Asking for Benue is laughable because they were never part of Biafra and have made it clear to all, as did different Rivers groups that they don’t want Biafra. A handful of his collaborators from those regions pledging allegiance to him does not equate to an entire people. Majority of their people hate this Biafran idea and have made that much clear. Some funny IPOBians are also hoping on Asari Dokubo and FFK. What a funny bunch being used to fight other people’s fight. Why won’t they take up the gauntlet or is it only us that is suffering injustice? Don’t even think corruption will suddenly disappear in a new Biafra as some naive IPOBians hope. If they give you Biafra today, your eyes will open up to new unpleasant realities many of you haven’t even factored-in in your agitation but then it would have been late.

We can together liberate Nigeria from Fulani if only we can unite.

I know voices like mine are often loathed and cursed by IPOBians but some of us who know the truth can no longer keep quiet while you drag us all into avoidable chaos. I owe our people the truth as I see it. Curse me all you want, it’s OK. Umunnem, ka ako’n’uche na udo chianu biko! Patience solves all things, with time. Let our people think again and know what is looming. Stop your facebook and social media vituperations, cursing, grand standing and join me to educate others. De-escalate this situation and speak words of kindness to others. Even mighty America de-escalates after tensions with Russia. It’s called wisdom.  North Korea provokes South Korea most times but the South always de-escalates tensions knowing that the North hasn’t got anything to lose in the event of war but beautiful South Korea will lose quite a lot. In our case, all the beautiful houses and streets in Igboland will be razed to the ground. Why should we be starting afresh all the time? It will even be more painful if we lose again as was the case in 1970. As it is, it’s not looking good! One more thing. We can join other ethnic groups to demand restructuring. Let us not face our common enemy alone. Britain is our enemy using minority Fulani to enslave Nigerians. We can together liberate Nigeria from Fulani if only we can unite. Let’s stop all these provocative language and join forces with the West and the Middle belt. See all over where Igbos are killed on daily bases. The worst is our behaviour in other people’s land.

Udechukwu Nnoruka, a Senior Advocate of Nigeria, (SAN),  Emeritus Attorney General of Anambra State, and a  past member council legal education is now in private legal practice. 

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Nigeria

Schooling in Nigeria a scam?

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By Olabisi Deji-Folutile

Unfortunately, the reality is that Nigeria cannot achieve its full potential until it begins to invest in its human capital.

School na scam! I hear this phrase a lot of times these days, especially from Nigerian youths. Ask them what they mean, they will tell you that the whole hype about education being the foundation for a productive and profitable future is all lies – that all the talks about schooling being the gate pass to a life of comfort are all made up.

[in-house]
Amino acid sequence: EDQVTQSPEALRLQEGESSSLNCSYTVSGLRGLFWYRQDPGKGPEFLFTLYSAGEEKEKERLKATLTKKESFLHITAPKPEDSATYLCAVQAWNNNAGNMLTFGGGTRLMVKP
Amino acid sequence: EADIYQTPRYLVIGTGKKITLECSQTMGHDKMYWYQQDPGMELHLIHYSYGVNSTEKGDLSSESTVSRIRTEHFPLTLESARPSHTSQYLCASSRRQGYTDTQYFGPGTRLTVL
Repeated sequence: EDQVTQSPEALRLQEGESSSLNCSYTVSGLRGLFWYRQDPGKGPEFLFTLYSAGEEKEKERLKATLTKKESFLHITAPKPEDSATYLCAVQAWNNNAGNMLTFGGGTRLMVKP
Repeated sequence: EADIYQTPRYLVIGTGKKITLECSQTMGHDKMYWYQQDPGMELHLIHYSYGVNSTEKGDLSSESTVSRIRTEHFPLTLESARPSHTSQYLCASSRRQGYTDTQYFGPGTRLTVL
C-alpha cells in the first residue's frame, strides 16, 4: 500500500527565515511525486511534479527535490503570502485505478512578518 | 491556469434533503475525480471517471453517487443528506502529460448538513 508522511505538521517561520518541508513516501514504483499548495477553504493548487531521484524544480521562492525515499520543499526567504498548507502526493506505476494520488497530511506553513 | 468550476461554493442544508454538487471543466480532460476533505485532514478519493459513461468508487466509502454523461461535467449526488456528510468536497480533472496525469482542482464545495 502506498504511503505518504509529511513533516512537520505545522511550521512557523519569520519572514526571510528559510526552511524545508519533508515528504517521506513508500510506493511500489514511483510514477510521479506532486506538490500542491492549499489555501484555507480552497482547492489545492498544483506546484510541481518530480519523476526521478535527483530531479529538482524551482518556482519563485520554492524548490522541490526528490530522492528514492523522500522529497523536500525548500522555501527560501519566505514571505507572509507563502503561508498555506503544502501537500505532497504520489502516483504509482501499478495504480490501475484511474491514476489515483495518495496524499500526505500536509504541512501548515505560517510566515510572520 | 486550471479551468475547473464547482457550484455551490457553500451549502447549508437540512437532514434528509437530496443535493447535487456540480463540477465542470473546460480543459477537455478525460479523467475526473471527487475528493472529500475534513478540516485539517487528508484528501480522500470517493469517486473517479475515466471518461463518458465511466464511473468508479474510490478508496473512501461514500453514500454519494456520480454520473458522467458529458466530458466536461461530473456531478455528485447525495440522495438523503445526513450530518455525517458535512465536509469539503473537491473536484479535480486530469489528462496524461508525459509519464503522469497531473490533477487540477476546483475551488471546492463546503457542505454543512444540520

As far as they are concerned, Nigerian schools are teaching them things they may never need or use in life. Unfortunately, society keeps telling them that the road to success in life lies in school, when they can actually see that most of their peers doing well early in life are school dropouts. And the ones that society idolises don’t even have degrees. That is confusing!

One of them told me recently that going to school is a waste of time. To him, people spend so many years in school and still come out to do things that do not really require any form of academic rigour to handle. He cited examples of graduates ending up as fashion designers, photographers, event planners, etc. That’s share waste of time, isn’t it? These ones could have invested their energy in these vocations rather than waste their time studying what is not really relevant to their lives.

Well, that may be true. Many youths ‘doing well’ in Nigeria today are dropouts. A lot of them are into music. A lot of them got into the limelight through reality shows and they seem to be doing well for themselves.

Meanwhile, the number of graduates doing menial jobs is mounting every day. Just this past month, the story of a female graduate of the University of Calabar, who left her teaching job to ride a tricycle, popularly known as Keke NAPEP went viral on social media. According to her, she took up a teaching job after she graduated but, because the pay was meagre, she decided to venture into driving a commercial tricycle, which she said, brings her far more financial returns than her teaching job.

Another lady, Unyime Asuquo, a graduate of English Language, is also riding keke to earn a living because she has not been able to secure a job since graduation. If after leaving a university, all you come back to do is ride keke, why go to school in the first instance? No one needs a degree to learn how to ride keke, so why waste time and energy in a higher institution just to become a keke driver? How do you convince people like these that education is not a scam?